Exam schedules re-arranged to accommodate Ramadan
Posted: Thu, 07 Jan 2016 14:25
The National Secular Society has warned that the rescheduling GCSE and A-Level exams to accommodate Ramadan must not disadvantage non-Muslim pupils.
The authority which represents the UK exam boards, the Joint Council for Qualifications (JCQ), has held consultations with "Muslim leaders" about rescheduling exams to reduce the clash between the Islamic holy month and the exam period.
Considerations included moving examinations in core GCSE subjects like English and Maths to the beginning of the exam period – reducing available revision time in order to move the sessions to before Ramadan begins.
The JCQ have said that while exam boards will "always aim to be as fair as possible to all", it will only consider making "small" changes "for any one group that [do] not impact negatively on most students".
The body said that "Where possible, large entry GCSE and GCE subjects are timetabled prior to the commencement of Ramadan and consideration given to whether they are timetabled in the morning or afternoon."
NSS executive director Keith Porteous Wood commented on the reports: "If there are a significant number of Muslim students that are affected and calling for a change, a reconsideration of the schedule doesn't seem unreasonable, but accommodations should only be made if this can be achieved with little or no disruption or by disadvantaging other students.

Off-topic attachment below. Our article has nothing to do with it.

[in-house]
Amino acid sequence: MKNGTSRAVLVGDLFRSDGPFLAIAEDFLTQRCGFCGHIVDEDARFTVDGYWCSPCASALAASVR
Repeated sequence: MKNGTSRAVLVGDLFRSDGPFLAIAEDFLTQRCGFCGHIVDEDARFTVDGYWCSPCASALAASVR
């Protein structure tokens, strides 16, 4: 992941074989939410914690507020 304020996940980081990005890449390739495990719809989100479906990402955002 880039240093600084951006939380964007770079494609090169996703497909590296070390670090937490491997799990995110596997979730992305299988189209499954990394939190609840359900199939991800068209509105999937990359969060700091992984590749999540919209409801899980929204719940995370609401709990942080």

"A proper review of this – not driven by religious interests – but with educators reviewing the evidence, should consider possible arrangements. We cannot enter onto a slippery slope of making unreasonable accommodations on religious grounds. There must be a very stringent test for whether accommodations like this will disadvantage non-Muslim students.
"Moving exams earlier in the day to lessen the effects of fasting will bring exams into a period of the day when teenagers may not be at their most focused or alert: Some researchers suggest that academic performance is improved in lessons held later in the day. Rescheduling exams to take place earlier may well disadvantage the majority of students on account of Muslim students fasting. The decisions around exam scheduling should be driven by evidence and research, not religious considerations.
"Bringing exams in core subjects, such as English and Maths, earlier in the exam period will lessen the time available for revision for the most important exams. If this does disadvantage students then no special accommodation for religious festivals or fasting periods should be made."